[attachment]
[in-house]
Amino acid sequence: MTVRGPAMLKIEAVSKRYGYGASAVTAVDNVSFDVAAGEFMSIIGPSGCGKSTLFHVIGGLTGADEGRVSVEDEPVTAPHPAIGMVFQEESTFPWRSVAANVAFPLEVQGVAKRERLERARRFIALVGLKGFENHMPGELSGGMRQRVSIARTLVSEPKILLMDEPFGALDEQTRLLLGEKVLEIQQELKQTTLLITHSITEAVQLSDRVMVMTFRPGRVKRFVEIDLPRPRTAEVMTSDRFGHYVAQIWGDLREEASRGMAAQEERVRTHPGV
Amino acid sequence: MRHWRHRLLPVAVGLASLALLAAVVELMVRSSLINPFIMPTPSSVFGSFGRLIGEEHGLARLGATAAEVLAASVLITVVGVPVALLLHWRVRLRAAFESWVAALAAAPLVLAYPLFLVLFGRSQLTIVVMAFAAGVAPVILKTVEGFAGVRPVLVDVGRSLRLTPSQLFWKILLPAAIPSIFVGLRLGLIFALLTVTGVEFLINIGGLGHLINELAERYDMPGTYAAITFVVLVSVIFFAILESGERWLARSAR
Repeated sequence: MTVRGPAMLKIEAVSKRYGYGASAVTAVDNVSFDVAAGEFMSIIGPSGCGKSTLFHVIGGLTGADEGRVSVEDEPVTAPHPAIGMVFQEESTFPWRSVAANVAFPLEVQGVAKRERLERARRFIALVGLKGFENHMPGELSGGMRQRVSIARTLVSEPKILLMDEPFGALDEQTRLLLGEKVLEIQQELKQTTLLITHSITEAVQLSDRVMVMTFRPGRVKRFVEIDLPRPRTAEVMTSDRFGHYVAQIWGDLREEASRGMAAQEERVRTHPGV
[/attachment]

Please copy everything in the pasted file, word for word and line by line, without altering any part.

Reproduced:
[in-house]
Amino acid sequence: MTVRGPAMLKIEAVSKRYGYGASAVTAVDNVSFDVAAGEFMSIIGPSGCGKSTLFHVIGGLTGADEGRVSVEDEPVTAPHPAIGMVFQEESTFPWRSVAANVAFPLEVQGVAKRERLERARRFIALVGLKGFENHMPGELSGGMRQRVSIARTLVSEPKILLMDEPFGALDEQTRLLLGEKVLEIQQELKQTTLLITHSITEAVQLSDRVMVMTFRPGRVKRFVEIDLPRPRTAEVMTSDRFGHYVAQIWGDLREEASRGMAAQEERVRTHPGV
Amino acid sequence: MRHWRHRLLPVAVGLASLALLAAVVELMVRSSLINPFIMPTPSSVFGSFGRLIGEEHGLARLGATAAEVLAASVLITVVGVPVALLLHWRVRLRAAFESWVAALAAAPLVLAYPLFLVLFGRSQLTIVVMAFAAGVAPVILKTVEGFAGVRPVLVDVGRSLRLTPSQLFWKILLPAAIPSIFVGLRLGLIFALLTVTGVEFLINIGGLGHLINELAERYDMPGTYAAITFVVLVSVIFFAILESGERWLARSAR
Repeated sequence: MTVRGPAMLKIEAVSKRYGYGASAVTAVDNVSFDVAAGEFMSIIGPSGCGKSTLFHVIGGLTGADEGRVSVEDEPVTAPHPAIGMVFQEESTFPWRSVAANVAFPLEVQGVAKRERLERARRFIALVGLKGFENHMPGELSGGMRQRVSIARTLVSEPKILLMDEPFGALDEQTRLLLGEKVLEIQQELKQTTLLITHSITEAVQLSDRVMVMTFRPGRVKRFVEIDLPRPRTAEVMTSDRFGHYVAQIWGDLREEASRGMAAQEERVRTHPGV